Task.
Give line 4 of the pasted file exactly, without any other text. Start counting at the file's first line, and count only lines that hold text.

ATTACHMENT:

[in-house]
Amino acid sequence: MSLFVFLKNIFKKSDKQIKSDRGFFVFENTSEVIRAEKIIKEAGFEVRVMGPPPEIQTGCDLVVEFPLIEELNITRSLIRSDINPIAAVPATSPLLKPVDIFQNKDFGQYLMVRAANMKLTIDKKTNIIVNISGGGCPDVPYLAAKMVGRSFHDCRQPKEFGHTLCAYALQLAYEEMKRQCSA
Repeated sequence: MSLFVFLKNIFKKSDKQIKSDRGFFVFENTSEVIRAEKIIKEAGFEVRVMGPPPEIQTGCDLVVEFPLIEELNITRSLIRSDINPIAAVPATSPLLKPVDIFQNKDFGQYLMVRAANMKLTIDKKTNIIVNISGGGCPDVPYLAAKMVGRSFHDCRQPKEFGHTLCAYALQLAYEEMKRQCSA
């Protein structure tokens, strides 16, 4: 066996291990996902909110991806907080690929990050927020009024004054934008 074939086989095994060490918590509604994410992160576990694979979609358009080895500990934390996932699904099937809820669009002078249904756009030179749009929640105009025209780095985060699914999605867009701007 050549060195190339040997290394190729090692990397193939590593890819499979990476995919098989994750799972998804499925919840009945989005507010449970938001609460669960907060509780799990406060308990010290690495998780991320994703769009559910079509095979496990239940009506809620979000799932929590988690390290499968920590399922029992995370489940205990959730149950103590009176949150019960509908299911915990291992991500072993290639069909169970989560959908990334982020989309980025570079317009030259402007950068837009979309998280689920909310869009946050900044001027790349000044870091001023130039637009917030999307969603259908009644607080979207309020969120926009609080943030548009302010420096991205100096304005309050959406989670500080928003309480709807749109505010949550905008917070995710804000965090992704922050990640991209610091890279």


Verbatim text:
């Protein structure tokens, strides 16, 4: 066996291990996902909110991806907080690929990050927020009024004054934008 074939086989095994060490918590509604994410992160576990694979979609358009080895500990934390996932699904099937809820669009002078249904756009030179749009929640105009025209780095985060699914999605867009701007 050549060195190339040997290394190729090692990397193939590593890819499979990476995919098989994750799972998804499925919840009945989005507010449970938001609460669960907060509780799990406060308990010290690495998780991320994703769009559910079509095979496990239940009506809620979000799932929590988690390290499968920590399922029992995370489940205990959730149950103590009176949150019960509908299911915990291992991500072993290639069909169970989560959908990334982020989309980025570079317009030259402007950068837009979309998280689920909310869009946050900044001027790349000044870091001023130039637009917030999307969603259908009644607080979207309020969120926009609080943030548009302010420096991205100096304005309050959406989670500080928003309480709807749109505010949550905008917070995710804000965090992704922050990640991209610091890279």